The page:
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The Bad Guys

Alena Smith's play about a filmmaker on the verge of his big break is overstuffed yet underdeveloped. logo
James McMenamin and Michael Braun
in The Bad Guys
A possible murder and cover-up, the war in Iraq, drug sales to children, the government bailout of Wall Street, and the fractures that erupt amongst friends and family are a few of the issues that playwright Alena Smith has crammed into The Bad Guys, now at the McGinn/Cazale Theatre as part of Second Stage's Uptown series of new works. But at a scant running time of 80 minutes, the work feels both overstuffed and underdeveloped.

The play centers on Noah (James McMenamin), a filmmaker who is on the verge of his big break, and is about to move to Los Angeles. His friend Paul (Raviv Ullman) is supposed to be driving him to the airport, but not only is he a bit drunk when he arrives, he's also easily distracted once Jesse (Tobias Segal), Noah's friend and resident drug dealer, stops by.

Noah is further delayed by the arrival of his step-brother, Fink (Michael Braun) -- their mothers are in a lesbian relationship with one another -- who is getting ready to throw a welcome back party for Ash. This unseen mutual friend from the brothers' high school days is returning from a drug rehabilitation center. Moreover, unbeknownst to Fink, Ash's possible involvement in a drug-related murder is the inspiration for Noah's new movie.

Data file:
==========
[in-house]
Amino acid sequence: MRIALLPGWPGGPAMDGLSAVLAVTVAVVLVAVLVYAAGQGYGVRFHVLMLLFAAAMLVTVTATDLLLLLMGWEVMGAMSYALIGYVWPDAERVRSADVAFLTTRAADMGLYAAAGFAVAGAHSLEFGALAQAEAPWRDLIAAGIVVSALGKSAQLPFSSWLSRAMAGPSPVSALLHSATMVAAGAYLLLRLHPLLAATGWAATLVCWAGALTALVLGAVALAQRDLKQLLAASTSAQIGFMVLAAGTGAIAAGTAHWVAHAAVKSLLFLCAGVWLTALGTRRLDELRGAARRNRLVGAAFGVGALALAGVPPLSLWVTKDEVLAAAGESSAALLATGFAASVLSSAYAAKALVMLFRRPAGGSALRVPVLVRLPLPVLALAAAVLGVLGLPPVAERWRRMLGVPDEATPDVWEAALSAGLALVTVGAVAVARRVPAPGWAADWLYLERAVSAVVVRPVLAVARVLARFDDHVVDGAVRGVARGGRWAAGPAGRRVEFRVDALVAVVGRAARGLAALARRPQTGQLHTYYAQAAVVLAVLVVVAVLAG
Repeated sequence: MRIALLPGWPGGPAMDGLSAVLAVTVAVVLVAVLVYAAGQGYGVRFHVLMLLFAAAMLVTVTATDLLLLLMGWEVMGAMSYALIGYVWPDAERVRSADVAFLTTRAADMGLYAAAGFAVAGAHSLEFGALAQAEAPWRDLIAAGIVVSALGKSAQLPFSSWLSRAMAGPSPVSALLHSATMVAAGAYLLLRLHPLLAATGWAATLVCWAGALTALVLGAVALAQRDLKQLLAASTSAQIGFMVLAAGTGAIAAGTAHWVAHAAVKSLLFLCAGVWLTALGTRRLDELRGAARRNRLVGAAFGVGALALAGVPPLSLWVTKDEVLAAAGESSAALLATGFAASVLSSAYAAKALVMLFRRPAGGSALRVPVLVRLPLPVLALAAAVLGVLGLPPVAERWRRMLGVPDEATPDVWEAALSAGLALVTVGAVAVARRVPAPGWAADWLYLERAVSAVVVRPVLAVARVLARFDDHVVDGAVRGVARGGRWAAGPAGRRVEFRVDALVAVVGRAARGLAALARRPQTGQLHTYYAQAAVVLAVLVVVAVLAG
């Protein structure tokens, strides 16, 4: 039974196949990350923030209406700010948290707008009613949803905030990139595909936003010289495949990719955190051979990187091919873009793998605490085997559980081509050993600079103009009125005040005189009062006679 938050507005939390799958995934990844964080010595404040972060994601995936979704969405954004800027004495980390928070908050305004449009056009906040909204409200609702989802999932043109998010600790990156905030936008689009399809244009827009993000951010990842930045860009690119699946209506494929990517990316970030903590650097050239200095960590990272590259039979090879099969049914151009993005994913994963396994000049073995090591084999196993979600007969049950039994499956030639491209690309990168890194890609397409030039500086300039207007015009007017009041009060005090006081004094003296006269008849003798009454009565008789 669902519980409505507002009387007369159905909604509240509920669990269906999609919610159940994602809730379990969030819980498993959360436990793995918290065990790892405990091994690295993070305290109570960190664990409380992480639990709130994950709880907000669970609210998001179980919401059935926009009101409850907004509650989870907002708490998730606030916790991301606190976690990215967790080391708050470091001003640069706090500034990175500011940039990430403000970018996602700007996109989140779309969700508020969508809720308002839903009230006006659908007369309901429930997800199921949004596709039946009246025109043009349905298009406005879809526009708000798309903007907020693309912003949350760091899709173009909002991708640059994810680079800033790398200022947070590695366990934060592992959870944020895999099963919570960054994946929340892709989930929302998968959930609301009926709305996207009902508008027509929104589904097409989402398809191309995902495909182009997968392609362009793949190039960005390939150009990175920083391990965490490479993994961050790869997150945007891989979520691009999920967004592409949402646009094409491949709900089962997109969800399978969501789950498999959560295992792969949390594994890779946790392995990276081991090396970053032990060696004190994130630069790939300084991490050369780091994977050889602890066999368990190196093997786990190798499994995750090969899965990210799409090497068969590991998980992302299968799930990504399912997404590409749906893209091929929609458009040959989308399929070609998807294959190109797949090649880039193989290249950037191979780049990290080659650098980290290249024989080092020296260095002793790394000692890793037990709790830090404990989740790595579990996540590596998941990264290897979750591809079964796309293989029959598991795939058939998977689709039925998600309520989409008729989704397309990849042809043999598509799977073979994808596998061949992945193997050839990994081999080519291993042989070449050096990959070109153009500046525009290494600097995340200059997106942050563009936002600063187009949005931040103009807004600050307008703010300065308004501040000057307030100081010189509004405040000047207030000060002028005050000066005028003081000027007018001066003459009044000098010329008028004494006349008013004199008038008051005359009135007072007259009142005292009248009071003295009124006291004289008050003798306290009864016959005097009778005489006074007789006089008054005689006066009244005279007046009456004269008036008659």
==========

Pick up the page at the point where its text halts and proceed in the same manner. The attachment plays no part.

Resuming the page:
Smith's dialogue is thick with exposition, as many of the major events of the play happened years ago, or occur offstage and are described by the various characters. Additionally, the numerous entrances and exits the men make within the span of the play border on the farcical, and sometimes seem overly contrived. None of the characters are particularly likable, which also makes it difficult for the audience to care much about what happens to them.

McMenamin plays Noah as emotionally detached, but layers in feeling every now and again when it's appropriate. Braun brings a sharply contrasting and almost buoyant energy to his role, but it stays at a fairly surface level and a few more colors within his performance could add some needed depth, particularly at play's end.

Ullman's Paul is mostly comic relief, and the actor does well enough with this slenderly written and largely stereotypic role. Segal delivers the play's most dramatic monologues and is particularly heartfelt in an accusatory speech to Fink. Rounding out the cast is Roe Hartrampf as Whit, a friend of Noah's from his college days, who has a commanding presence but little in the way of a fleshed-out character.

Director Hal Brooks mostly stages the work in a realistic fashion, but there are two oddly stylized sequences where the entire cast pauses for a long stretch of stage time to watch a flock of birds or a running bunny. Surely there is a symbolic significance to these segments, but the meaning is unclear and the device seriously hinders the flow of the action.

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